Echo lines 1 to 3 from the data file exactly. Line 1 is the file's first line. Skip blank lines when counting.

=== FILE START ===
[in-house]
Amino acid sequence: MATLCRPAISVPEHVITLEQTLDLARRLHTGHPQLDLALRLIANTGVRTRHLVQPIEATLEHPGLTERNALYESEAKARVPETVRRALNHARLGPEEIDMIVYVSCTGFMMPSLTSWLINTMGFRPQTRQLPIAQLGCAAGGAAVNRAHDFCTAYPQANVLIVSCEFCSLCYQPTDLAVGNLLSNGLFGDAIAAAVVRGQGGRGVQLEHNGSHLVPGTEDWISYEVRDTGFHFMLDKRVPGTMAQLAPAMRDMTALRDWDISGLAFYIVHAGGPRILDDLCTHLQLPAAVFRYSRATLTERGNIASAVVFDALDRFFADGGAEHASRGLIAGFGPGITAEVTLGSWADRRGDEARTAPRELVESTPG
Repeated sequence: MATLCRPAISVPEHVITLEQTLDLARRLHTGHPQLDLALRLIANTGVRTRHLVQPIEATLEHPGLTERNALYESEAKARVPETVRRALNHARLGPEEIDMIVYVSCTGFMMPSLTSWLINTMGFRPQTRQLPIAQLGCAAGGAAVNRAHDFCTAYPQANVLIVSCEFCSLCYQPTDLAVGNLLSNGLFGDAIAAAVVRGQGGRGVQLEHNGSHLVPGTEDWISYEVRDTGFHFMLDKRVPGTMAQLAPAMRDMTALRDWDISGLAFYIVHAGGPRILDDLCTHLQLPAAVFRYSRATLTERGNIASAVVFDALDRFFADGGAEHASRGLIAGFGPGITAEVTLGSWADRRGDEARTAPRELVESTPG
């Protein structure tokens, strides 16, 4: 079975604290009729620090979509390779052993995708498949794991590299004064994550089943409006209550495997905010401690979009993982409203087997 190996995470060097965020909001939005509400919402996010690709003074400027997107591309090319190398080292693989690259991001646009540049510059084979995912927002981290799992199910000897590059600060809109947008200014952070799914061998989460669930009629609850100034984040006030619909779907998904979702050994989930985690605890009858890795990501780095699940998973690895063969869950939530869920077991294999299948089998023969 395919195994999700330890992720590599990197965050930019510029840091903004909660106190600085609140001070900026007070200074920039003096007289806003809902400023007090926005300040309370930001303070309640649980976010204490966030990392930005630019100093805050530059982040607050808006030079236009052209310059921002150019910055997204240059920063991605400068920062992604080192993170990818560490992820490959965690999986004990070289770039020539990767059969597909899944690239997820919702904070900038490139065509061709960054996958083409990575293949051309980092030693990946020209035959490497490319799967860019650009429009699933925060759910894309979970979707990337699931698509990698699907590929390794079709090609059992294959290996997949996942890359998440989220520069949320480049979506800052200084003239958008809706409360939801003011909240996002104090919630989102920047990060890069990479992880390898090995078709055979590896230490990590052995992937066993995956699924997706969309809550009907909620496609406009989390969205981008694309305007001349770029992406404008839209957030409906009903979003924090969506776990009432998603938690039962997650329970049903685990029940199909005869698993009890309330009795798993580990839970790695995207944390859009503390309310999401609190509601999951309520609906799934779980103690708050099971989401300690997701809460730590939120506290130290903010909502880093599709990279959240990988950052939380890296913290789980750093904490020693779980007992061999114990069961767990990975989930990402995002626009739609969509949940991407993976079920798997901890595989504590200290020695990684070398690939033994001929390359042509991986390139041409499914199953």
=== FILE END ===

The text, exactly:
[in-house]
Amino acid sequence: MATLCRPAISVPEHVITLEQTLDLARRLHTGHPQLDLALRLIANTGVRTRHLVQPIEATLEHPGLTERNALYESEAKARVPETVRRALNHARLGPEEIDMIVYVSCTGFMMPSLTSWLINTMGFRPQTRQLPIAQLGCAAGGAAVNRAHDFCTAYPQANVLIVSCEFCSLCYQPTDLAVGNLLSNGLFGDAIAAAVVRGQGGRGVQLEHNGSHLVPGTEDWISYEVRDTGFHFMLDKRVPGTMAQLAPAMRDMTALRDWDISGLAFYIVHAGGPRILDDLCTHLQLPAAVFRYSRATLTERGNIASAVVFDALDRFFADGGAEHASRGLIAGFGPGITAEVTLGSWADRRGDEARTAPRELVESTPG
Repeated sequence: MATLCRPAISVPEHVITLEQTLDLARRLHTGHPQLDLALRLIANTGVRTRHLVQPIEATLEHPGLTERNALYESEAKARVPETVRRALNHARLGPEEIDMIVYVSCTGFMMPSLTSWLINTMGFRPQTRQLPIAQLGCAAGGAAVNRAHDFCTAYPQANVLIVSCEFCSLCYQPTDLAVGNLLSNGLFGDAIAAAVVRGQGGRGVQLEHNGSHLVPGTEDWISYEVRDTGFHFMLDKRVPGTMAQLAPAMRDMTALRDWDISGLAFYIVHAGGPRILDDLCTHLQLPAAVFRYSRATLTERGNIASAVVFDALDRFFADGGAEHASRGLIAGFGPGITAEVTLGSWADRRGDEARTAPRELVESTPG